Miguel Ángel Gutiérrez, a Venezuelan migrant who was transferred in February from Arizona to Plattsburgh, New York, told Noticias Telemundo that being sent north hasn't been easy.
"Well, we have to get to Canada and start producing to send to our family; I left Venezuela months ago," he said. "A shelter organization — in Denver paid for our ticket, but here we've been practically stranded. ... We weren't counting on them to leave us here."
The increased presence of border agents along the northern border has had repercussions for Latino communities living in Vermont where migrants often work in the dairy industry.
"Immigration’s response is to mobilize more agents to these border places with Canada like Vermont and New York — now they ask everyone for documents and there are more deportations, too," said Nacho de la Cruz, a community leader in Vermont. He said it has impacted Latinos who have legal status "but are discriminated against because they speak Spanish."
Canadian asylum numbers rise after changes
Canada is seeing more claims for asylum: Figures released by Canada’s immigration, refugee and citizenship agency show that 7,270 asylum applications were processed in September alone. In 2022, by contrast, the monthly average was 3,600 applications and it was fewer than 1,100 in 2021.
The increase in asylum claims, experts say, is due to more global migration, as well as changes the country did to help clear a post-Covid backlog of visa cases that was disrupting trade and tourism.
The Canadian government recently waived certain visa requirements, specifically the one that ensured a person left at the end of an authorized stay, according to Fernando Torres, an immigration lawyer based in Vancouver, Canada.
Also since March, after an agreement between Canada and the U.S., a person entering Canada through an unofficial point of entry from the U.S. would lose the right to request asylum.
Since then, while irregular land crossings to Quebec have dropped to double digits, the number of asylum-seekers arriving legally at airports across the country has more than tripled, from 1,595 in March to 5,435 in September.
“It is illegal to enter between ports of entry and it's not safe. We encourage asylum seekers to cross the border at designated ports of entry. The Safe Third Country Agreement applies to the entire land border,” Karine Martel, spokesperson for the Canada Border Services Agency, said in a statement to Noticias Telemundo.
Migrant smuggling increases
A Times Union investigation reviewed dozens of court records that showed that the boom in northern border crossings has become a lucrative opportunity for smuggling rings that earn tens of thousands of dollars for each group they transport across the border.
The cases reveal that New York has rapidly grown as an immigration corridor and a human trafficking node. Migrants take a flight from Mexico to travel to Toronto or Montreal. Some stay there for a few months to work, but then often contact a smuggler and agree to pay for their services to cross the U.S. border.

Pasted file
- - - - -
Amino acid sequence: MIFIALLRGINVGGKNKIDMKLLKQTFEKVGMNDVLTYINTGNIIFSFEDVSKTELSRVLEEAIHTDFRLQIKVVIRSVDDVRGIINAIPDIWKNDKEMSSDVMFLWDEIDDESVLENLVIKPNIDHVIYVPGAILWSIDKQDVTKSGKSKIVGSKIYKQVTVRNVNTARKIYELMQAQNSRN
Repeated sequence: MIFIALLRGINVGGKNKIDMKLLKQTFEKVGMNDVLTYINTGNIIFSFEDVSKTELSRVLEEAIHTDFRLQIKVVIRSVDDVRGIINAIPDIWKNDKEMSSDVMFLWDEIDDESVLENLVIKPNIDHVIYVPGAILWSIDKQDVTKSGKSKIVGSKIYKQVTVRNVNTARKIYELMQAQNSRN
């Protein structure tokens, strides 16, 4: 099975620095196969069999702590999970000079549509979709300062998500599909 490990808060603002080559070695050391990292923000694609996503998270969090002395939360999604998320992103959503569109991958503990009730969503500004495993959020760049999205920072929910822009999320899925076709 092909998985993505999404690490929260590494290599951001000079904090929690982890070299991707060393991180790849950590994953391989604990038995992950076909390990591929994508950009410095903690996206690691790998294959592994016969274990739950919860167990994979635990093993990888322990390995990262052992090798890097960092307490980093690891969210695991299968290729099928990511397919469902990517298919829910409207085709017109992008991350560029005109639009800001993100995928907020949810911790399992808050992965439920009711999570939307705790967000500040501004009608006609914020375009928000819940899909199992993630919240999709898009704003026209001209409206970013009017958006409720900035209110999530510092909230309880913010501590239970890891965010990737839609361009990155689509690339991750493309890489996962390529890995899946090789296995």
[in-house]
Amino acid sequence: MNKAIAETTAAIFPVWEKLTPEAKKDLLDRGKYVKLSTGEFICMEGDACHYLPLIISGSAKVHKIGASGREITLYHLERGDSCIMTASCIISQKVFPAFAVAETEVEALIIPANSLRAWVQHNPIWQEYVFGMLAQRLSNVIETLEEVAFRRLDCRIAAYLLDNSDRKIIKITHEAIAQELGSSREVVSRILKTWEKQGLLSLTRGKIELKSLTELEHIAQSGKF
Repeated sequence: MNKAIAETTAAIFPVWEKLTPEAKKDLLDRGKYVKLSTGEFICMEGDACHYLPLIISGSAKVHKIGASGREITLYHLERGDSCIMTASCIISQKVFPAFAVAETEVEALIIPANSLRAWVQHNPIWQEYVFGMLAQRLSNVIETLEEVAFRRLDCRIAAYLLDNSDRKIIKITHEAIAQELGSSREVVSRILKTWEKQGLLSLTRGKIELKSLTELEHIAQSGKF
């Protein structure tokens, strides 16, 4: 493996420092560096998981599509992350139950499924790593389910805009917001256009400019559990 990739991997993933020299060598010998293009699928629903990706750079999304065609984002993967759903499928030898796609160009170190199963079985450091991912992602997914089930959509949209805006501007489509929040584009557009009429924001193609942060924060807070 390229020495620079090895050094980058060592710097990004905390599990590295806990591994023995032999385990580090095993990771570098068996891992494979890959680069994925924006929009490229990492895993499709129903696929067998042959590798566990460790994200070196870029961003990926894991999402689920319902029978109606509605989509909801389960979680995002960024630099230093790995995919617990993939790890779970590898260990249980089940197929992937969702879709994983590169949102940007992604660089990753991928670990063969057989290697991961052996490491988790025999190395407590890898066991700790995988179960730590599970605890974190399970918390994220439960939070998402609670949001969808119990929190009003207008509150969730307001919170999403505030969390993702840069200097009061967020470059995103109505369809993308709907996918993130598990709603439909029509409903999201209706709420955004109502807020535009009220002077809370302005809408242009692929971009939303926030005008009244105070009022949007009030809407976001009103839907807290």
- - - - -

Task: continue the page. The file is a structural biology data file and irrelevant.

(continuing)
Despite the harsh weather conditions, for many people the northern border is more attractive since they don't deal with the gangs that kidnap and exploit migrants arriving in the southern region. In addition, Mexicans don't need a visa to enter Canada, which various experts said can encourage the current rise in migration.
Noticias Telemundo conducted searches on social networks such as TikTok with key terms such as “crossing from Canada to the US”, “passing to the United States from Canada”, and counted more than 40 videos of people explaining what their experience was like when crossing the border illegally and even offer their services as “guides” by direct message.
“The coyotes (smugglers) are now worse. Now there are coyotes online who have YouTube channels, Instagram and TikTok accounts that promote this type of absolutely irregular immigration," said Torres, the immigration lawyer in Vancouver. "As a lawyer, I do not recommend anyone to cross illegally, that only brings them problems."
Diana Cruz, a Mexican migrant, shared her experience on TikTok and said smugglers charged her and other family members more than $5,000 to cross the U.S. border from Canada. She was detained for several days by U.S. immigration authorities.
“From the beginning everything was bad — the people who are dedicated to dropping you off at the point in Canada lost us twice," she said of the smugglers. "They made us get off and enter the forest at a point where it wasn’t supposed to be. ... We got lost and when we got to the highway in the United States, we heard voices and they were from immigration."
“I spent Dec. 24 locked up, without communication, without my family," Cruz warned about her experience. Even after she was released, she warned people thinking of crossing illegally to "think about it, because they throw you like a dog in the street and they don’t care if you have a way to communicate."